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Museum Exhibits

The Samuel Slater Experience comprises more than twenty unique, immersive exhibits that make the history of the American Industrial Revolution and its people come alive. Here is a preview of a few of them.

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Visitors learn about the beginnings of a mill economy, with examples of the spinning and weaving tools that predate the American Industrial Revolution.

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Meet young Samuel Slater in Belper England

Guests meet a young and conflicted Samuel Slater and his English boss Jedediah Strutt in an inventive immersive multimedia presentation. Is Slater a traitor for taking the Brits most valued manufacturing secrets?

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Samuel Slater’s Shipboard Immersive Theater Experience

Samuel Slater boards a nearly full-size ship replete with sails, rigging and stern fittings. The adventure begins with a life-sized hologram of Slater telling you his secret of knowing the Arkwright loom plans. Things go downhill fast when a storm blows up. You are pummeled with wind, sea spray, and lightning.

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Slater arrives in NYC - “Was that a rat I just saw?”

Yes, there are wharf rats that poke their heads out and run across the pier. Young Slater arrives in the US and it was not a pretty sight. This recreation of a New York wharf has sights, smells, and animated furry creatures.

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Slater settles in Rhode Island

In 1790, Samuel Slater constructs the first successful cotton spinning mill in America. Twenty years later he moves the Slater company to Oxford South Gore, in Massachusetts, to establish mills powered by the French River and Lake Chaubunagunggamaugg.

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“Master of Industry” - Samuel Slater’s office

Samuel Slater is known as the “Father of the American Industrial Revolution.” In his office guests learn about his savvy business acumen by exploring historic documents and ledgers on an interactive digital desktop. Touching the objects brings them to life with a narrated story by Slater and his colleagues.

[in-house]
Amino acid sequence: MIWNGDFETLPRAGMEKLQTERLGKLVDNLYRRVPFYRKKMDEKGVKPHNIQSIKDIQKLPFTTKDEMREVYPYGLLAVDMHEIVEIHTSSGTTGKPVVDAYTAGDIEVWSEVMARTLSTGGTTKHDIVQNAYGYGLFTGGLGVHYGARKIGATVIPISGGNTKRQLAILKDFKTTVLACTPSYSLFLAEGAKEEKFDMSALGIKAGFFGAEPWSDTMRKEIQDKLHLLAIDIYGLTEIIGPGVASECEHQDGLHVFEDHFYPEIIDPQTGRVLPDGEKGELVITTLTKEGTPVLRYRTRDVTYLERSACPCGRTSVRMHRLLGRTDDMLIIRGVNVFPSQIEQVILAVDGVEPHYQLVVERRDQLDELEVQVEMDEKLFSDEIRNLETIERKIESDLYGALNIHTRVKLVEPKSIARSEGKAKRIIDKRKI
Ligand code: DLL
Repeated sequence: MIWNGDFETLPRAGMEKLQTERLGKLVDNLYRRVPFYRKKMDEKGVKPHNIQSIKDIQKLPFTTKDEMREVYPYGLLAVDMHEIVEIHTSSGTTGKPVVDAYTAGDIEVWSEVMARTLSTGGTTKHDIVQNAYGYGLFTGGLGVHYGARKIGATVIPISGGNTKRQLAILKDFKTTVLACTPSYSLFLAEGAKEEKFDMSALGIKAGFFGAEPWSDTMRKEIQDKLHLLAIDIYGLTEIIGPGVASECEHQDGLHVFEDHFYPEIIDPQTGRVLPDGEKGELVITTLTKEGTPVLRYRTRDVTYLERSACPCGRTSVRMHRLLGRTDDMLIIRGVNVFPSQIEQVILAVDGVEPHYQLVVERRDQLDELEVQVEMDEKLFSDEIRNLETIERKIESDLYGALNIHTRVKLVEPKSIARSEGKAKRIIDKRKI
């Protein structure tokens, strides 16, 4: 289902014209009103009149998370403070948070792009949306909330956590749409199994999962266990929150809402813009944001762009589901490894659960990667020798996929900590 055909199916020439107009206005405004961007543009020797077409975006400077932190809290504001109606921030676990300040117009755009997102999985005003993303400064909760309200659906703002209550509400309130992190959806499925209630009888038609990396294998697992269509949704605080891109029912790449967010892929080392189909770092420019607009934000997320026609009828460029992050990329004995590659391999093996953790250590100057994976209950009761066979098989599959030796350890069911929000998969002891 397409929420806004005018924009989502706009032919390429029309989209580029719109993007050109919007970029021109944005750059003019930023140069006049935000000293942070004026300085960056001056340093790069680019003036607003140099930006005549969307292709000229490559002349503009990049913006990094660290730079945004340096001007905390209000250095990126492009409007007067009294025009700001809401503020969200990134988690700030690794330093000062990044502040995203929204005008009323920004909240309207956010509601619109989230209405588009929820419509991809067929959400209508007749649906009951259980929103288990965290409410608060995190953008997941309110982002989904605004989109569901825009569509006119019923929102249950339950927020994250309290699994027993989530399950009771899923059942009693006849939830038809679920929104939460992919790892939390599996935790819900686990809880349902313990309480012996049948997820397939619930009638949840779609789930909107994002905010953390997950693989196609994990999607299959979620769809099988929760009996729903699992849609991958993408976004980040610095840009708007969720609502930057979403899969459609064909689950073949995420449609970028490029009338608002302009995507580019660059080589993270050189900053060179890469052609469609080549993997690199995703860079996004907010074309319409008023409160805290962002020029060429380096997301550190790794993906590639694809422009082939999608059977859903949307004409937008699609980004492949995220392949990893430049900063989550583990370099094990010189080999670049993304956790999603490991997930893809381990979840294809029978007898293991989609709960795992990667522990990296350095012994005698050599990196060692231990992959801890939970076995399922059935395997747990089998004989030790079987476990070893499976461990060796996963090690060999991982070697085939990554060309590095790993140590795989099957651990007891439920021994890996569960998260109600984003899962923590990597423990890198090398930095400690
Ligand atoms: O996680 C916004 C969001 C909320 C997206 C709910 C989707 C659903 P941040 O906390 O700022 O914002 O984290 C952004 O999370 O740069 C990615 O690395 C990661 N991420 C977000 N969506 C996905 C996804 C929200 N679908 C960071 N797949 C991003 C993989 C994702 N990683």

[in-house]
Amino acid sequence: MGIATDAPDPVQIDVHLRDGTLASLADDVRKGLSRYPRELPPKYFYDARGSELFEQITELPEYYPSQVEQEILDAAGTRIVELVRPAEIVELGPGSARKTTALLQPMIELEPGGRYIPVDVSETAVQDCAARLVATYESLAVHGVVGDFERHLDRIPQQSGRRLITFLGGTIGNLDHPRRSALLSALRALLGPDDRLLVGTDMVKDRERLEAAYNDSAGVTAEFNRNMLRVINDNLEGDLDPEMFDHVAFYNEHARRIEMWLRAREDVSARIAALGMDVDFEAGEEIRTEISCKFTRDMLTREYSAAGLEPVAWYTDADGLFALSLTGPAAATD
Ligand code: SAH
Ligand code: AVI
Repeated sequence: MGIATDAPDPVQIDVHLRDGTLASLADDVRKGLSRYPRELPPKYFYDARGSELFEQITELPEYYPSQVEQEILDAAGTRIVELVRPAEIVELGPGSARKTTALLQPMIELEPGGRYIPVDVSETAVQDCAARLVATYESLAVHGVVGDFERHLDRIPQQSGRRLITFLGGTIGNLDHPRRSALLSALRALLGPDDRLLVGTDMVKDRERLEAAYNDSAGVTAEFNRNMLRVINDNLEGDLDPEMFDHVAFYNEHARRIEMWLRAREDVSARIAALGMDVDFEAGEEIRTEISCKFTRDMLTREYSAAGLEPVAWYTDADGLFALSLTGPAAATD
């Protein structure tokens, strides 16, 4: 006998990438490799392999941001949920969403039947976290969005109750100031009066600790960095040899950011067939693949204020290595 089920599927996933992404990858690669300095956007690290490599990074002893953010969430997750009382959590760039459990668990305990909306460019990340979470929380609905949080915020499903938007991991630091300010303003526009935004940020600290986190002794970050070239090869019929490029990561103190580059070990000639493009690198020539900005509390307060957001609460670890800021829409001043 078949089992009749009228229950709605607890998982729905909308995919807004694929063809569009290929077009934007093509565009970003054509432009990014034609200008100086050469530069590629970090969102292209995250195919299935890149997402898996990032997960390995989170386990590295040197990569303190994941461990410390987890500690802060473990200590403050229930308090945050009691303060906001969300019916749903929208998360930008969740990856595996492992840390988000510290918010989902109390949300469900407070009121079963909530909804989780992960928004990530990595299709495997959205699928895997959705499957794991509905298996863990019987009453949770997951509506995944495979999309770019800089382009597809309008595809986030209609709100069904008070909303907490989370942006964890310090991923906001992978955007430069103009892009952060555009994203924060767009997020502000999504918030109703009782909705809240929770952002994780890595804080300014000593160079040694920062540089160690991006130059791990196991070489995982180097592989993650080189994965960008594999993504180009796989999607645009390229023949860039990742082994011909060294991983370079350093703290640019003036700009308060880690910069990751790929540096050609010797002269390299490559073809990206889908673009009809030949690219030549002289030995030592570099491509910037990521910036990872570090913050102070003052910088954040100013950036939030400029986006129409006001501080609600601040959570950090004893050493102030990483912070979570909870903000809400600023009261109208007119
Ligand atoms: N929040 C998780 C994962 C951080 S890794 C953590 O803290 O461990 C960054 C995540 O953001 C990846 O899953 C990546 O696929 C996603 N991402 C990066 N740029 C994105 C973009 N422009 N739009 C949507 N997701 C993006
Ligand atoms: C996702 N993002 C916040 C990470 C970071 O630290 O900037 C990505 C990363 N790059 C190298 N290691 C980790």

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“A tough life” - Mill worker’s bedroom and kitchen

Slater believed that family members should ALL be part of his mill business. In these faithfully recreated rooms, visitors meet a family that works for Slater, including the youngest children. The meticulously researched stories unfold in a presentation that illustrates the difficult conditions that families faced.

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Waterwheel and Slater’s Mill

Guests explore Slater’s mill in detail. A full scale working waterwheel powers pulleys and machinery. Looms spin and an immersive video of mill workers, including children, are seen in life size tableaus as they labor under challenging conditions.

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“Create your own textile”

Visitors are challenged to design their own textile in this interactive hands-on experience. They select a pattern, add colors, a custom monogram, and see their creative handiwork come to life. They can then text or email their finished textile to themselves or others.

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Mill workers’ working life and community life

Rich graphics, images, and artifacts tell the stories of mill workers, their families, and other townspeople.

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“Why this Place?” Webster 1820 to 1900